Polycentric Law and Ireland

For this throwback Thursday we are going back in time to a time before England invaded Ireland. In that time, there was no central authority in law and resolution disputes.

I don’t know how many times I have heard Statists say “Anarchy has never existed!” They then use this “truth” to say that anarchy would never work. But “Anarchy has never existed” is a pretty broad statement and requires a lot of historical knowledge in order claim that it is indeed true. Unfortunately statists went to public schools who would never teach them anything about societies that don’t have a central government with a monopoly on justice so we can’t blame them in overlooking complex societies that are different.

But Ireland is a perfect example of a society and culture that thrived for a really long time without a central authority on law. It is called Brehon Law and it is a form of polycentric law. Polycentric law is a legal system in which providers within the system compete and/or overlap each other. This is in opposition to the system we have with monopolistic statutory law in which there is a sole provider of law.

What makes this system amazing is that it created a culture where  “a king carrying building material to his castle had the same and only the same claim for right of way as the miller carrying material to build his mill; the poorest man in the land could compel payment of a debt from a noble or could levy a distress upon the king himself; the man who stole the needle of a poor embroidery woman was compelled to pay a far higher fine than the man who stole the queen’s needle.”1

Women could also divorce their husbands during this ancient time and they were entitled to a portion of the estate after the divorce too. No other western culture could come this close to a justice system that was this fair. But how did it work?

It is called “Brehon Law” because the law was administered by Brehons or (Brithem in ancient Gaelic) which means “judge.”2 The Brehon passed the law down verbally to their predecessors and they functioned more as interpreters of the law rather than creators of it. This meant that the law was highly flexible. Their system had no capital punishment and focused on restitution rather than punishment. Seeing as there were no police in a central government payroll there to arrest people who reneged on paying restitution and the system survived the many generations until England finally invaded says a lot about how amazing this society was. “Even after the introduction of Catholicism, Brehon survived. When the Roman Empire fell, Brehon survived. Even through war after war with neighboring England, Brehon survived. The innovative, free-spirited Irish continued to cope with changes while preserving their anarchic traditions. It wasn’t until the English finally conquered the island in the 1600s that Brehon was finally abolished.”3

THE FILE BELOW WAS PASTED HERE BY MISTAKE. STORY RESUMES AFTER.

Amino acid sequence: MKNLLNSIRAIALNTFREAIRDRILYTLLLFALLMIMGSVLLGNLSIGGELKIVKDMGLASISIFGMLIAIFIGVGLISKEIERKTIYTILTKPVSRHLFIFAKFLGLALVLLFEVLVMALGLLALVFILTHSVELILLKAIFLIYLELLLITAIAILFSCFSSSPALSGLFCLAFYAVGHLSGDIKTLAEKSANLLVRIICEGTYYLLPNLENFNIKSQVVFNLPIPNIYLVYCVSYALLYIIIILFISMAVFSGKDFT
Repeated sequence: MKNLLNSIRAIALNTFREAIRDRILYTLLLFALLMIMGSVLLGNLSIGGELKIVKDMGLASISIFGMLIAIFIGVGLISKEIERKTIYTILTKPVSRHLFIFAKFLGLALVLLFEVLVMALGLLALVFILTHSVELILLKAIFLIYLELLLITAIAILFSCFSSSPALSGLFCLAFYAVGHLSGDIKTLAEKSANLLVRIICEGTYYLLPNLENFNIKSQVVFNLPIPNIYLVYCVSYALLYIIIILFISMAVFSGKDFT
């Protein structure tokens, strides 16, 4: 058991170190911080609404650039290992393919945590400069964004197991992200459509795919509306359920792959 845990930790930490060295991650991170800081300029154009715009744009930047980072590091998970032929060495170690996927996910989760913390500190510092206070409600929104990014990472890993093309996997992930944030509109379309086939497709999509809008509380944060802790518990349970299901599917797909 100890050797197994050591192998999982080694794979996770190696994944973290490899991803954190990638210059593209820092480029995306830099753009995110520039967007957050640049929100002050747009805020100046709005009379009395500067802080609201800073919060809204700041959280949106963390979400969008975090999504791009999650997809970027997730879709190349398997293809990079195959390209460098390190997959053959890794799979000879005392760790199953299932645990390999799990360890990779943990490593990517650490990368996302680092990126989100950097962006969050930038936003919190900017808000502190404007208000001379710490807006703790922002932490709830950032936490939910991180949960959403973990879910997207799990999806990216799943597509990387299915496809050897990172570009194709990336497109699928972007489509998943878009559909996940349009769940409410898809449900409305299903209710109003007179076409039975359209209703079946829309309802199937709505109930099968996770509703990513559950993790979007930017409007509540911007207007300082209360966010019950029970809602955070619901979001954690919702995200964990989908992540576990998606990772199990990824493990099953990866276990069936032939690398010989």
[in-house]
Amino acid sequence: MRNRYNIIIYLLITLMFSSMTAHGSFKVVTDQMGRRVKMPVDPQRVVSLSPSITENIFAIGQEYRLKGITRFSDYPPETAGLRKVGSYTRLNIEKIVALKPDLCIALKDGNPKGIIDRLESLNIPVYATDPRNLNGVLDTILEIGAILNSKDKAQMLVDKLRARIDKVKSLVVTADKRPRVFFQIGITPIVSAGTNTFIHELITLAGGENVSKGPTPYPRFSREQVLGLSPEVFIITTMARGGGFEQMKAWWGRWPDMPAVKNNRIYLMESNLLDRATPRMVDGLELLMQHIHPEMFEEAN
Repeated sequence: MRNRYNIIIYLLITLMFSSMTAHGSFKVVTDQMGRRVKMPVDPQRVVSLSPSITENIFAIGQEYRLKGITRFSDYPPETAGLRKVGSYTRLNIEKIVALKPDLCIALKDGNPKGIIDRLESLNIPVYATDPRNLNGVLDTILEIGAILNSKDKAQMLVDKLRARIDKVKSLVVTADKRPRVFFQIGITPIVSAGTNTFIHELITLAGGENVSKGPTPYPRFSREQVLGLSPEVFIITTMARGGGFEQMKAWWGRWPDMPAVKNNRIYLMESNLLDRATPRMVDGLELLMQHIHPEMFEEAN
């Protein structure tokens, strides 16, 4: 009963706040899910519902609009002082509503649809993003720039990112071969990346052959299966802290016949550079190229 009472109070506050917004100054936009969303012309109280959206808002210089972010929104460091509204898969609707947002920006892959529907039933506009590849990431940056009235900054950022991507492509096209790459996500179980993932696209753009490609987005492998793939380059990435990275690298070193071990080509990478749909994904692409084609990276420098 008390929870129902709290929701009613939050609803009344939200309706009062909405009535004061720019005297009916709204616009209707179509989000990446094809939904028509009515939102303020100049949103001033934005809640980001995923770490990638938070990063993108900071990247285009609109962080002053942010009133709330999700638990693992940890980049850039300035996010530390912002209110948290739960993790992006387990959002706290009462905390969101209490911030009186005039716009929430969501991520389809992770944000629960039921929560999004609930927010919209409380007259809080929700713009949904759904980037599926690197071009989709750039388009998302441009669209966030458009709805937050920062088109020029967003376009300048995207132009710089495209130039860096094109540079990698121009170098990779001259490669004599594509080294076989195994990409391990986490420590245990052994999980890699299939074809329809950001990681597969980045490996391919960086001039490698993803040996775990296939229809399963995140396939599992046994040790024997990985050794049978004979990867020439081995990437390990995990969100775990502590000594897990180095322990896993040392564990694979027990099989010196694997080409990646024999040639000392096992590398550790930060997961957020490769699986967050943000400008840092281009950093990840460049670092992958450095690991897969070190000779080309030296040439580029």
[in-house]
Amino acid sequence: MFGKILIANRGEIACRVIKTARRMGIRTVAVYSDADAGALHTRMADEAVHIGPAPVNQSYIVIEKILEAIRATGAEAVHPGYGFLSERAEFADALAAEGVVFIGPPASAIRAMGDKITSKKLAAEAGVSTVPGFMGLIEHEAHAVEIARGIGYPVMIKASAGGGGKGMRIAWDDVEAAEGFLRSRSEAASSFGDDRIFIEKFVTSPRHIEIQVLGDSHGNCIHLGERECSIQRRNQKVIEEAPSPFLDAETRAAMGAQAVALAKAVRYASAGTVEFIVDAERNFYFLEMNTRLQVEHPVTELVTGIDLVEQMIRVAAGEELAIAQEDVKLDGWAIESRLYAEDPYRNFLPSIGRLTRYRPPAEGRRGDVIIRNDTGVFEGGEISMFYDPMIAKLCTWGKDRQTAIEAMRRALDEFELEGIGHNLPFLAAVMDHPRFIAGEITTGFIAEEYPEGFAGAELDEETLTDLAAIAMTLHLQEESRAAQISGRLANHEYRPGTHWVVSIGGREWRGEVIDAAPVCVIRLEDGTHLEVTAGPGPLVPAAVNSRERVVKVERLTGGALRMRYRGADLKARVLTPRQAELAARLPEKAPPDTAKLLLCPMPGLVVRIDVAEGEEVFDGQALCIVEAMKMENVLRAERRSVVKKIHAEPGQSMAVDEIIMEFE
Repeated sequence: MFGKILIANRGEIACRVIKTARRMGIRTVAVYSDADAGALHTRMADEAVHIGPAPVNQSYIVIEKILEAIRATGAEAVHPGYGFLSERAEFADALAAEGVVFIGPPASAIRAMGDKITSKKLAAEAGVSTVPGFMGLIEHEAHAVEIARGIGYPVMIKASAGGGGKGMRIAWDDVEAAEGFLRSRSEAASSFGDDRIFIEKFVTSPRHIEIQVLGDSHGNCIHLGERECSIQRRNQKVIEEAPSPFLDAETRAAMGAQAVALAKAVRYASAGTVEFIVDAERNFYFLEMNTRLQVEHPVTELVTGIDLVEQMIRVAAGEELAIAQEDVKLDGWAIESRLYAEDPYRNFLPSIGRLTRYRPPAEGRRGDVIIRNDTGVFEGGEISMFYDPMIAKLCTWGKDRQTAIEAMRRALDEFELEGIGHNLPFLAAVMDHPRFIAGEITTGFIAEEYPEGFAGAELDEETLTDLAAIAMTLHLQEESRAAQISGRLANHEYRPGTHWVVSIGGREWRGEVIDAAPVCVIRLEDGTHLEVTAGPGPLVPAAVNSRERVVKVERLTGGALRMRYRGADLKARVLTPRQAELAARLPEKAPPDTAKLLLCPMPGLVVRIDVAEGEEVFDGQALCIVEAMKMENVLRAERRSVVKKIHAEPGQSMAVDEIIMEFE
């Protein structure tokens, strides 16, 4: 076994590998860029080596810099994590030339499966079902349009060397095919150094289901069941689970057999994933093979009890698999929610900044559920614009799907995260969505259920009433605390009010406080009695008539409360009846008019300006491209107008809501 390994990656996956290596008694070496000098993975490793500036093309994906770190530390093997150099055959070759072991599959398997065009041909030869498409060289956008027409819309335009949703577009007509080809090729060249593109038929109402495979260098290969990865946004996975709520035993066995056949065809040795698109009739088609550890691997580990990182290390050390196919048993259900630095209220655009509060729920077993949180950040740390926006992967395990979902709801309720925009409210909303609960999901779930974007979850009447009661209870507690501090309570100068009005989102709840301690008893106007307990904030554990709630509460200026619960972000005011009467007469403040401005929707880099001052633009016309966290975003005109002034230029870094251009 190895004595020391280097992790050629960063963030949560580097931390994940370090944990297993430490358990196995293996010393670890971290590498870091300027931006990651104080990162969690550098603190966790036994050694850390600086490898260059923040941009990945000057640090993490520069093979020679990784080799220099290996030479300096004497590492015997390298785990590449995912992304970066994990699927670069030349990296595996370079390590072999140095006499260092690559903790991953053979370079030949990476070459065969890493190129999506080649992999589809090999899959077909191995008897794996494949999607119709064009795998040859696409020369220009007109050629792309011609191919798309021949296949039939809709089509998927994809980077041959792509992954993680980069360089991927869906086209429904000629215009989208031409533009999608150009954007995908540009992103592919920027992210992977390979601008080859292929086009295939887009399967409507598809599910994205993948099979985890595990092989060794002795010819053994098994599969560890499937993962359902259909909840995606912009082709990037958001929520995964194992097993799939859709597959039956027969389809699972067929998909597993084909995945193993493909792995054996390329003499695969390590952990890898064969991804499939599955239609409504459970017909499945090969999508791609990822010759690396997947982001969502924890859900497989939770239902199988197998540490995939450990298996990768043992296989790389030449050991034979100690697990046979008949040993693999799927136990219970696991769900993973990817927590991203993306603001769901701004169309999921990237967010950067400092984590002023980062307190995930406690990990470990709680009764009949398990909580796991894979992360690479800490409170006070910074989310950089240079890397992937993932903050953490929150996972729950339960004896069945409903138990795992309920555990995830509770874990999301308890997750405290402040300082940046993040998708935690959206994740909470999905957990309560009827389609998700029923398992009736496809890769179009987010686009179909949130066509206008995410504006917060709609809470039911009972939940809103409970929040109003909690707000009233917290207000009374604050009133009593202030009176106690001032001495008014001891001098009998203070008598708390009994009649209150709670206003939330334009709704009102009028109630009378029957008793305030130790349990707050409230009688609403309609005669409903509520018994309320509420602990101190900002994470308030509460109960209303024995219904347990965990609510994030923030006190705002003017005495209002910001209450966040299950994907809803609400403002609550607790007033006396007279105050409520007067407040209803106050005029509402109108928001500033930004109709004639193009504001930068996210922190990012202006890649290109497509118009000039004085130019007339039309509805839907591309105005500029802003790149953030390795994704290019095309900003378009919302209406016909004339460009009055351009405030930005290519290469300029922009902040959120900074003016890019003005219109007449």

This system of restitution over punishment and the competition between the Brehon judges creates a really amazing system. It’s the kind of system Anarchists (or voluntaryists because that’s a less scary word) advocate for. If you dislike the ruling of one Brehon you could appeal to another. If you refused to pay restitution to someone whom Brehon Law judged you wronged, you were ostracized from the community. No one would do business with you. This type of system encouraged cooperation and non-violence with respect to person-hood within the Irish culture. One also might ask “What made the Brehon judges want to be fair?” It’s simple. Reputation. Brehons took fees in order to judge disputes between individuals. If they wanted to stay in business, they needed to be fair in their interpretation of the law. This is why competition self regulates any product, including legal services.

So to recap, women were emancipated fairly recently, but in Ireland under Brehan law they were almost equal to men before modern woman was. They could even lead men into battle! So to say that government needs to be the only one in control over dispute resolution is a fallacy. Ireland had a progressive and complex society that respected the rights of the poorest individual. I don’t think we can say that our current justice system does the same. This is why a voluntary society (that is an anarchic one) is far better than what we have. It wouldn’t be perfect, but it would be better. Competition cause the producer to economize his methods of production. This gives the consumer the best product possible at the best possible market price. When it comes to justice, which is a commodity like any other, a competitive market means the best product will be given to those that consume it. This also means that a good reputation is needed in order to maintain business. In the case of law, a valuable product must be given, that is a fair judgment on the part of the judge. The Irish had this system and it made a society where disputes were, more often than not, solved peacefully and with non-violence. So to the skeptic that, for some crazy reason, wants a monopoly on justice, look to the Brehons. It worked for them, it can work for us.

1. “The Brehon Laws” by Loretta Wilson
2. “Brehon law” Courts Service Ireland
3. “Anarchy – Never Been Tried? Part II: Emerald Anarchy” By Daniel Hawkins

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